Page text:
The Ringer (2005 film)

The Ringer is a 2005 American sports comedy starring Johnny Knoxville, Katherine Heigl, and Brian Cox with cameos by Terry Funk and Jesse Ventura. Directed by Barry W. Blaustein, it was produced by the Farrelly brothers. The film was released on December 23, 2005 by Fox Searchlight Pictures.

The Ringer
A group of athletes on a running track.
Promotional poster
Directed byBarry W. Blaustein
Produced by
Written byRicky Blitt
Music byMark Mothersbaugh
CinematographyMark Irwin
Edited byGeorge Folsey Jr.
Distributed byFox Searchlight Pictures
Release date
  • December 23, 2005 (2005-12-23)
Running time
94 minutes
CountryUnited States
Budget$20 million[1]
Box office$40.4 million[2]


Steve Barker (Johnny Knoxville) hates his job but after over two years of working, receives a promotion. His first duty is to fire his friend Stavi (Luis Ávalos), who is the janitor. Steve reluctantly does so, but hires him to work around his apartment. Stavi gets three fingers cut off in a lawn-mower accident, and reveals that he does not have health insurance. Steve must raise $28,000 within two weeks to pay for the surgery to re-attach his friend's fingers. His uncle Gary (Brian Cox), owes $40,000 in gambling debts and suggests that they fix the Special Olympics in San Marcos, Texas in order to solve both of their financial problems. Steve, who competed in track and field in high school as well as being in the drama club, reluctantly enters the Special Olympics in the guise of a high functioning young man with a developmental disability named Jeffy Dahmor. Gary, assuming that Steve will easily defeat the legitimate contenders, bets $100,000 that reigning champion Jimmy Washington (Leonard Flowers) won't win the gold medal. Despite initially being disgusted at pretending to be mentally challenged, Steve goes along with it for Stavi.

During the competition, Steve falls in love with Lynn (Katherine Heigl), a volunteer for the Special Olympics. During this time, six of the other contestants bust Steve after seeing through his ruse, so he tells them about what happened with Stavi. As Steve decides to pack up and leave for his ruse being exposed, they tell Steve to stay, since they want to help Steve save Stavi's fingers and they hate the egotistical, arrogant champion Jimmy and want to see him lose. After much training, Steve actually sees some improvement.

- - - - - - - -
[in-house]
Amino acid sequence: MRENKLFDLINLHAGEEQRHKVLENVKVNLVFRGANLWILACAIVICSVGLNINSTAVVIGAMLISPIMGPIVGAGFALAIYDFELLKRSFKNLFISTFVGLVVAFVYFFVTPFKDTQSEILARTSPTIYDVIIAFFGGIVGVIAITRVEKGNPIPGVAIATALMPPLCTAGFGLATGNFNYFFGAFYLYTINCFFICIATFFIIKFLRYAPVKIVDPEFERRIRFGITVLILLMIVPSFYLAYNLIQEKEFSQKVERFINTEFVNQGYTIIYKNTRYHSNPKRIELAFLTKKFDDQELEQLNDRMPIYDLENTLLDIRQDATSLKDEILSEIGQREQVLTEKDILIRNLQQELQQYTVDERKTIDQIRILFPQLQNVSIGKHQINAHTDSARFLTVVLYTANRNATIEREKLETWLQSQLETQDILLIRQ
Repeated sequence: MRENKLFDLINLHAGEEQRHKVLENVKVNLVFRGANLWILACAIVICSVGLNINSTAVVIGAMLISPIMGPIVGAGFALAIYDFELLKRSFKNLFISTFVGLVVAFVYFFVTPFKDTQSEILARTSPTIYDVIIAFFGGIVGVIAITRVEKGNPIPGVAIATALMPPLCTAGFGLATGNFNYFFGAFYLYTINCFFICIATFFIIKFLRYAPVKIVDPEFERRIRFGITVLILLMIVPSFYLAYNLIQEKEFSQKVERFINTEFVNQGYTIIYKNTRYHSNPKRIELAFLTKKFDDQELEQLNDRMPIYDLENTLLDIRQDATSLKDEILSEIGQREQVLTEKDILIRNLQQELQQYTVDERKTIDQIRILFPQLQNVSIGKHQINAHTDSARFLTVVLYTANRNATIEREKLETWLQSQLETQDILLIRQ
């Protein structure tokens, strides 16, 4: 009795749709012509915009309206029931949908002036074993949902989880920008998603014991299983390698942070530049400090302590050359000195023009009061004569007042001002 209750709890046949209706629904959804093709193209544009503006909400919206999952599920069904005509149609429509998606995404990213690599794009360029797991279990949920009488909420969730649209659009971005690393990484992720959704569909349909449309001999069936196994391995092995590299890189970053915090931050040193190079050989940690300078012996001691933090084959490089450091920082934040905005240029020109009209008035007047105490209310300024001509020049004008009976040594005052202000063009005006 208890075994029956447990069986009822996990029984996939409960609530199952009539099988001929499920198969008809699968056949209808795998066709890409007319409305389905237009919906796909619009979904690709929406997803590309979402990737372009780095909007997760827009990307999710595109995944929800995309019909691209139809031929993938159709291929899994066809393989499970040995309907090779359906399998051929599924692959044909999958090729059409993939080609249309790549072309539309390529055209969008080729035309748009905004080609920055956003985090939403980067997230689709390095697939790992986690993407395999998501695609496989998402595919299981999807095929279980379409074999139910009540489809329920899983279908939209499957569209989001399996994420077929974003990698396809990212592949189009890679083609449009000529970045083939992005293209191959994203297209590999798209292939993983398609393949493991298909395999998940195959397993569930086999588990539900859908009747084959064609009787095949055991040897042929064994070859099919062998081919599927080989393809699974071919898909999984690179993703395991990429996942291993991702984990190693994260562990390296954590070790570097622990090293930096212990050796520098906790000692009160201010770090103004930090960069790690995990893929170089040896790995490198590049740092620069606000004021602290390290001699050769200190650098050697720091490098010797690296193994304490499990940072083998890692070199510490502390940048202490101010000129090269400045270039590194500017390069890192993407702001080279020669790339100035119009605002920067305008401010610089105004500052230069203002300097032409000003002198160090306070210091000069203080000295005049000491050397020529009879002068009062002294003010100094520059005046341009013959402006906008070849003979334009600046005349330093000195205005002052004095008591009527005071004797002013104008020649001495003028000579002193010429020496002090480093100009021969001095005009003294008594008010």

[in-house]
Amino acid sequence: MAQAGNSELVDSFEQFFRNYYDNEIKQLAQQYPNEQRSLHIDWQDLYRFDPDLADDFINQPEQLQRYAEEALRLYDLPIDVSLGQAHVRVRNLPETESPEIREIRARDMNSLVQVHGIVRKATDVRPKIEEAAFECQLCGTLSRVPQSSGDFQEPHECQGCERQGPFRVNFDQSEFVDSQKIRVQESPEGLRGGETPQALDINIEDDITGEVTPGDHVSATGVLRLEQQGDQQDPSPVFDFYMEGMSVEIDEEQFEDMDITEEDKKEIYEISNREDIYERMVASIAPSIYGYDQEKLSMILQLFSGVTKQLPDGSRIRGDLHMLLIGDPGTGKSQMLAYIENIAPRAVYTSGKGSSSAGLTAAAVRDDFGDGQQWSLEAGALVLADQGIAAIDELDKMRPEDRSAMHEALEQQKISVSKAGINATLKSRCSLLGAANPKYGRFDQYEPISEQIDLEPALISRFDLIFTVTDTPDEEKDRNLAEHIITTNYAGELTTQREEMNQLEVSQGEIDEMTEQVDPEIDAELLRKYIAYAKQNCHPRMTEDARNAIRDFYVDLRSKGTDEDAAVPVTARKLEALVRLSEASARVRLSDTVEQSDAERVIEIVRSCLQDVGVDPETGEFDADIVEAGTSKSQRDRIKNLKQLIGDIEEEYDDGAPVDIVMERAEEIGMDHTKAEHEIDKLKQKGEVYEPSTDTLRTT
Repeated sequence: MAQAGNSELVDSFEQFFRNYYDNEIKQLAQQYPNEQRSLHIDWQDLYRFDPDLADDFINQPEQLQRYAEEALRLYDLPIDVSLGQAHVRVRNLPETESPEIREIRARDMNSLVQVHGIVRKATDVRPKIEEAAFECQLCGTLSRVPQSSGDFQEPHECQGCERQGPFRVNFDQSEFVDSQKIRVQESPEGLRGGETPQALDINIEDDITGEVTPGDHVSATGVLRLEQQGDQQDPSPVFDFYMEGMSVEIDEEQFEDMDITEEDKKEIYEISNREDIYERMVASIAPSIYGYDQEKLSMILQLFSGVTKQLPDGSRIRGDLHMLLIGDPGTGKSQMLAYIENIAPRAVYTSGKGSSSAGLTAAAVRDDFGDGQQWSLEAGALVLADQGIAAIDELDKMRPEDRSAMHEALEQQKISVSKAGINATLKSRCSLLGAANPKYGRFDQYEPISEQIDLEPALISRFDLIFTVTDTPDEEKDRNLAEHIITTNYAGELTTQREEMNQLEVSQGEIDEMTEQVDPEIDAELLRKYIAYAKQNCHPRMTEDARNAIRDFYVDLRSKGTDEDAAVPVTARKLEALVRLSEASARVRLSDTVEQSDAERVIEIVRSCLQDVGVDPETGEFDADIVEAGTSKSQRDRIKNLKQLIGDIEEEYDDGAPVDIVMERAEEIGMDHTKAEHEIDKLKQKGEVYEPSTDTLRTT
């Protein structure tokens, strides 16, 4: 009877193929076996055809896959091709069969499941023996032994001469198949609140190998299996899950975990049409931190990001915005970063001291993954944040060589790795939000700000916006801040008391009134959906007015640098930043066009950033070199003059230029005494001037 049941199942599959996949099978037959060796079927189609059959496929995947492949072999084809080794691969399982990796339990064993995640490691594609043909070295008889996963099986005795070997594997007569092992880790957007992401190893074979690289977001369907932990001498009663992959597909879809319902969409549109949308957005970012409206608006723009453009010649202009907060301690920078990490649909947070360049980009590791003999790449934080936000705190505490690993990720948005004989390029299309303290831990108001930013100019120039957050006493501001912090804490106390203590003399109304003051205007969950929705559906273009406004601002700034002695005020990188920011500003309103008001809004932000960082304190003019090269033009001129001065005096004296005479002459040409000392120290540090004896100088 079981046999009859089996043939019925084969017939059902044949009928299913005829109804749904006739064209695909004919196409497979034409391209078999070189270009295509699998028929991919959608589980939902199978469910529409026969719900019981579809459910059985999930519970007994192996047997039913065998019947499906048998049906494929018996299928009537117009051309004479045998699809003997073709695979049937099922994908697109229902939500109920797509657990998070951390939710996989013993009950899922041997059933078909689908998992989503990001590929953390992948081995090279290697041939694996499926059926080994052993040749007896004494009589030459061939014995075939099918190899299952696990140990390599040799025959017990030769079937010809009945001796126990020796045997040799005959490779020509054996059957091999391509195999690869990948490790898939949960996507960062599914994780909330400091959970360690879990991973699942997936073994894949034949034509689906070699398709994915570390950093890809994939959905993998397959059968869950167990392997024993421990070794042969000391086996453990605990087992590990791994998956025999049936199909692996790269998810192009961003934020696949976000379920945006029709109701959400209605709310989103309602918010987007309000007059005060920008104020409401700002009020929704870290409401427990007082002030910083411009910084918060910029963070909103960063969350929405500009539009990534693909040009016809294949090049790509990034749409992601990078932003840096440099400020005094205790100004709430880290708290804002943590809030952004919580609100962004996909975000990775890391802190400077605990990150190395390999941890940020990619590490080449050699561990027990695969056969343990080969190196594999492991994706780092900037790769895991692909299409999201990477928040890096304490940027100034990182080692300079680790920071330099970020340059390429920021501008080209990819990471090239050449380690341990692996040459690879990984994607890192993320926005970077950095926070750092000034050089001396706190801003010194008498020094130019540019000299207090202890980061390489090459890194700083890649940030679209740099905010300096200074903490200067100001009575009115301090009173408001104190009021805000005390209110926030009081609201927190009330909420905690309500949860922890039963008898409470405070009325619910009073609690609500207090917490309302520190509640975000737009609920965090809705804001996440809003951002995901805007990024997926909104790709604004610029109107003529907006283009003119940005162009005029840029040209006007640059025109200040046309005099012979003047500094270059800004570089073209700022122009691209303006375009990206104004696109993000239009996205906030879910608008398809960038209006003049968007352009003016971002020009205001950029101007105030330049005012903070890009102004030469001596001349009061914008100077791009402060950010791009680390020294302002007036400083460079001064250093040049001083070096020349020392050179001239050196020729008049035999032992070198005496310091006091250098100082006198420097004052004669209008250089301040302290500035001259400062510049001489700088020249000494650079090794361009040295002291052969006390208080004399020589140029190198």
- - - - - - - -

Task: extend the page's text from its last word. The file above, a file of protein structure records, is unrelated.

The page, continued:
At the final competition, Steve does not actually win; his friend Glen (Jed Rees) does, with Steve coming in third behind Jimmy. During the medal ceremony Steve admits that he isn't developmentally disabled, reveals his actual name, and that he does not deserve his medal. He then gives his medal to Thomas (Bill Chott), who had finished fourth. Uncle Gary still ends up winning his bet, since the condition was that Jimmy would lose. Lynn, upset at being deceived, slaps Steve despite his attempts to apologize.

Six months later, Steve has quit his job and is working in theater, helping produce a play with the friends he made during the Special Olympics, as well as Stavi, who got his fingers reattached. Glen and the others trick Lynn into coming to the theater, so Steve starts to apologize. Lynn already forgives him because Stavi told her why Steve pretended to be developmentally disabled. Steve is relieved, and they kiss.

In a mid-credits scene, Steve and his friends dance onstage with the Kids of Widney High as they perform the song "Respect".


Professional wrestlers Terry Funk and Jesse Ventura's cameo appearances came about due to their friendship with director Barry Blaustein, who met the pair whilst filming wrestling documentary Beyond the Mat in the late 1990s. Funk portrayed one of the debt collectors, while Ventura lent his voice as a motivational speaker on tape.

Production notesEdit

The film took seven years to get made due to its controversial subject.[3] The Special Olympics committee eventually agreed to endorse the film, the film makers having given them final say on the script.[4]